It’s 7 am on a Sunday morning. I drive off the Route 263 ramp onto Sixth Avenue, on my way to the 8:00 service. There aren’t many people about yet. As I wait at the light, I notice a blanket in a doorway. It’s covering something lumpy, and two worn-out sneakers are sticking out of one end. You know what’s under that blanket: one of our homeless neighbors trying to get some sleep.

The blanket serves several purposes: it keeps him warm, it disguises his identity, it protects some of his belongings from theft, and it blocks out the light from the cars, the street, and the rising sun. That blanket is a treasured possession for anyone who lives outside. It might even give its owner a measure of invisibility, less likely to draw unwanted attention.

In the days before sweaters and jackets were invented, a cloak was part of everyone’s wardrobe. For a homeless beggar, the cloak fulfilled all of those functions I just listed for the blanket, and when it was spread out, it served as a landing place for his sole source of income, the coins people might throw in his direction, especially important for someone who was blind. So, in many ways, the cloak symbolized his whole life.

So now imagine blind Bartimaeus, sitting on the ground, wrapped in his cloak, listening to the traffic around him, disregarded by everyone and unseen by most. It’s generally safer to be invisible when you are that vulnerable. He hears sounds of festivity, a crowd approaching. He hears someone say “Here comes that wonder-working rabbi, Jesus of Nazareth. He cured a blind man, you know.”

An impossible hope is born in Bartimaeus; he starts to yell at the top of his voice, “Son of David, have mercy on me!” Uh-oh, now people are noticing him, and it’s not good. “Shut up,” they say in threatening tones. But Bartimaeus won’t shut up. He yells all the louder, until Jesus himself hears the desperate voice and stops in his tracks. “Tell him to come here,” he says to his companions. The people change their tune: the celebrity has something in mind for this insignificant man. “Cheer up, on your feet, the rabbi wants to see you.”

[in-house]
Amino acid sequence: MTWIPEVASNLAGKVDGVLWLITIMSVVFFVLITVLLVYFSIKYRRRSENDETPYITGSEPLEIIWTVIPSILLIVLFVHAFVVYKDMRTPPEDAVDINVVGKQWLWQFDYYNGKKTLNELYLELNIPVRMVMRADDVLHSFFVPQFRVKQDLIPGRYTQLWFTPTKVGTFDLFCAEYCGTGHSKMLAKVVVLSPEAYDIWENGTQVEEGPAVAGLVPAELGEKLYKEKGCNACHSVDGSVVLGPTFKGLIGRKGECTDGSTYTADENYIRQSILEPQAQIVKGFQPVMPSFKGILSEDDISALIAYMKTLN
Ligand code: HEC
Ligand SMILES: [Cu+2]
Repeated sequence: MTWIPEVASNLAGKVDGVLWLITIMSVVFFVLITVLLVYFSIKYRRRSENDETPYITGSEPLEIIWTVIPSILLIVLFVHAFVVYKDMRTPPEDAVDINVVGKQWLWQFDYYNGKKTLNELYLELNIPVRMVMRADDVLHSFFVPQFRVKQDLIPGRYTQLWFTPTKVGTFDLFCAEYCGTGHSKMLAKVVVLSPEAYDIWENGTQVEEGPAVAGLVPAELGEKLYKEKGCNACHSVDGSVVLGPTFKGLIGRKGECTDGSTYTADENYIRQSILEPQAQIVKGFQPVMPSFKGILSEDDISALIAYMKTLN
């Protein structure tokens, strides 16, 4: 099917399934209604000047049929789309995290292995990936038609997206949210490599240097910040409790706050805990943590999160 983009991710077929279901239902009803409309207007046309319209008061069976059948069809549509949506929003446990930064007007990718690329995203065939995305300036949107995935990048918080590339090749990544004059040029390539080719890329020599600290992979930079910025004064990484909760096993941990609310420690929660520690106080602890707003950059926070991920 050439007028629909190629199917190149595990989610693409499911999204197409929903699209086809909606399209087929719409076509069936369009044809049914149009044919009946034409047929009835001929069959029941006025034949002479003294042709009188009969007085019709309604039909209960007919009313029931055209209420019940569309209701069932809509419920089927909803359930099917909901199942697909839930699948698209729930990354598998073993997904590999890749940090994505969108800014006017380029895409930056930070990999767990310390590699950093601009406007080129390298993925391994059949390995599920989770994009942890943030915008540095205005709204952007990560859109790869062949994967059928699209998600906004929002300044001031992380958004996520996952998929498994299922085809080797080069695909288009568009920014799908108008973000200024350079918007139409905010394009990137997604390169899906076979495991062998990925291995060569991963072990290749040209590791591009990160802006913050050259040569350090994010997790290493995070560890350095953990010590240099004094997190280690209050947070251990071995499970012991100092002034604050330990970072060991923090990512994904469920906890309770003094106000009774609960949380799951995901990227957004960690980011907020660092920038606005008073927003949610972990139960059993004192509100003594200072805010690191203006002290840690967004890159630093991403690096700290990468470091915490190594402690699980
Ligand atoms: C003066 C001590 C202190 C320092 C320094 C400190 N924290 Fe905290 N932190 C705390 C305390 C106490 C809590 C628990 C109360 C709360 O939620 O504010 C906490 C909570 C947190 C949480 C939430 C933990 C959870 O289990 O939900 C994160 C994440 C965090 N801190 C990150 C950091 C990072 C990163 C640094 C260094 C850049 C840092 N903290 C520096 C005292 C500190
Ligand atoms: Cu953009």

Bartimaeus doesn’t just get to his feet: he springs up, discarding his treasured cloak like an old rag as he is guided to the center of the crowd. In the very moment of being called by Jesus he is ready to leave behind his old life, to risk everything, to put his whole trust in this person whom he, and only he thus far in Mark’s Gospel, has identified as the Messiah, the long-promised Son of David who will redeem God’s people from oppression.

This blind man sees what others, even the closest friends of Jesus, have failed to see. And for this leap of faith, this spiritual clarity of sight, Jesus gives him back his physical sight and with it opens a whole new life to him. And we are told that Bartimaeus immediately follows Jesus on the Way, the way of faith and freedom, the way to Jerusalem, the way of the Cross, the way of eternal life.

Now, some might say that Bartimaeus was blind for a reason: so that Jesus could demonstrate his divine power of healing. I don’t buy that. I don’t accept a theology of suffering that claims that God inflicts pain on us for God’s own purposes. That doesn’t fit with the God of love whom I know. And that’s why I have a major problem with the book of Job.

Maybe you didn’t notice, but today’s passage from Job is the fourth and final installment of a much abridged summary of that book. Four weeks ago, the lectionary gave us the beginning of Job’s story, how he was happy and prosperous until God and the Adversary started playing a sort of sadistic game, taking everything he loved from him, to test his faith.